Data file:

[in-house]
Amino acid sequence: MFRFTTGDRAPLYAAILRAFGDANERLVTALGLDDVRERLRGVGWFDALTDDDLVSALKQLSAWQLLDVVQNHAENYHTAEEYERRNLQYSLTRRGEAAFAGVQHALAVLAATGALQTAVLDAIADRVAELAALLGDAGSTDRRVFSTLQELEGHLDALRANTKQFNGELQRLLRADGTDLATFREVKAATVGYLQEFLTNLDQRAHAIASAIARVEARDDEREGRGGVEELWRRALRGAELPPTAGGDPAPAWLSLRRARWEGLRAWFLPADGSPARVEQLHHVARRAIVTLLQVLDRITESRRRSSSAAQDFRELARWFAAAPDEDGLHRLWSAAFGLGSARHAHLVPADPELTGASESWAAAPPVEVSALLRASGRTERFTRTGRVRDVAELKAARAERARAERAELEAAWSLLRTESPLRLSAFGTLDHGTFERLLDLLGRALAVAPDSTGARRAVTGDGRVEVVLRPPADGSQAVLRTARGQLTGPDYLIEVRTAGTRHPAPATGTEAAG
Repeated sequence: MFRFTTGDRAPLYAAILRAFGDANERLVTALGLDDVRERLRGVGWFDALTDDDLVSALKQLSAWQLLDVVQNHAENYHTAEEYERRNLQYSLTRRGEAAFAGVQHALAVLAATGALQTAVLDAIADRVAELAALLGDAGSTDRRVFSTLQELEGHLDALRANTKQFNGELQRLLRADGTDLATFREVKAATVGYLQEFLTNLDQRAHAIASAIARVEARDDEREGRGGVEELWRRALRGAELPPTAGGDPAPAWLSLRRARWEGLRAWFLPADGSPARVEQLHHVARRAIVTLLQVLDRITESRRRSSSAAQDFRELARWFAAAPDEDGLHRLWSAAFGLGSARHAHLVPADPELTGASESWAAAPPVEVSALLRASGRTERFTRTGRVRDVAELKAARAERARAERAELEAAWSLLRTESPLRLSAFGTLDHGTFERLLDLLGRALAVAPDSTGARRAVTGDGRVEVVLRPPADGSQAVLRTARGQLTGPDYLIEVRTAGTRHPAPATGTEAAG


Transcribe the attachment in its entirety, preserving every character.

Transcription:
[in-house]
Amino acid sequence: MFRFTTGDRAPLYAAILRAFGDANERLVTALGLDDVRERLRGVGWFDALTDDDLVSALKQLSAWQLLDVVQNHAENYHTAEEYERRNLQYSLTRRGEAAFAGVQHALAVLAATGALQTAVLDAIADRVAELAALLGDAGSTDRRVFSTLQELEGHLDALRANTKQFNGELQRLLRADGTDLATFREVKAATVGYLQEFLTNLDQRAHAIASAIARVEARDDEREGRGGVEELWRRALRGAELPPTAGGDPAPAWLSLRRARWEGLRAWFLPADGSPARVEQLHHVARRAIVTLLQVLDRITESRRRSSSAAQDFRELARWFAAAPDEDGLHRLWSAAFGLGSARHAHLVPADPELTGASESWAAAPPVEVSALLRASGRTERFTRTGRVRDVAELKAARAERARAERAELEAAWSLLRTESPLRLSAFGTLDHGTFERLLDLLGRALAVAPDSTGARRAVTGDGRVEVVLRPPADGSQAVLRTARGQLTGPDYLIEVRTAGTRHPAPATGTEAAG
Repeated sequence: MFRFTTGDRAPLYAAILRAFGDANERLVTALGLDDVRERLRGVGWFDALTDDDLVSALKQLSAWQLLDVVQNHAENYHTAEEYERRNLQYSLTRRGEAAFAGVQHALAVLAATGALQTAVLDAIADRVAELAALLGDAGSTDRRVFSTLQELEGHLDALRANTKQFNGELQRLLRADGTDLATFREVKAATVGYLQEFLTNLDQRAHAIASAIARVEARDDEREGRGGVEELWRRALRGAELPPTAGGDPAPAWLSLRRARWEGLRAWFLPADGSPARVEQLHHVARRAIVTLLQVLDRITESRRRSSSAAQDFRELARWFAAAPDEDGLHRLWSAAFGLGSARHAHLVPADPELTGASESWAAAPPVEVSALLRASGRTERFTRTGRVRDVAELKAARAERARAERAELEAAWSLLRTESPLRLSAFGTLDHGTFERLLDLLGRALAVAPDSTGARRAVTGDGRVEVVLRPPADGSQAVLRTARGQLTGPDYLIEVRTAGTRHPAPATGTEAAG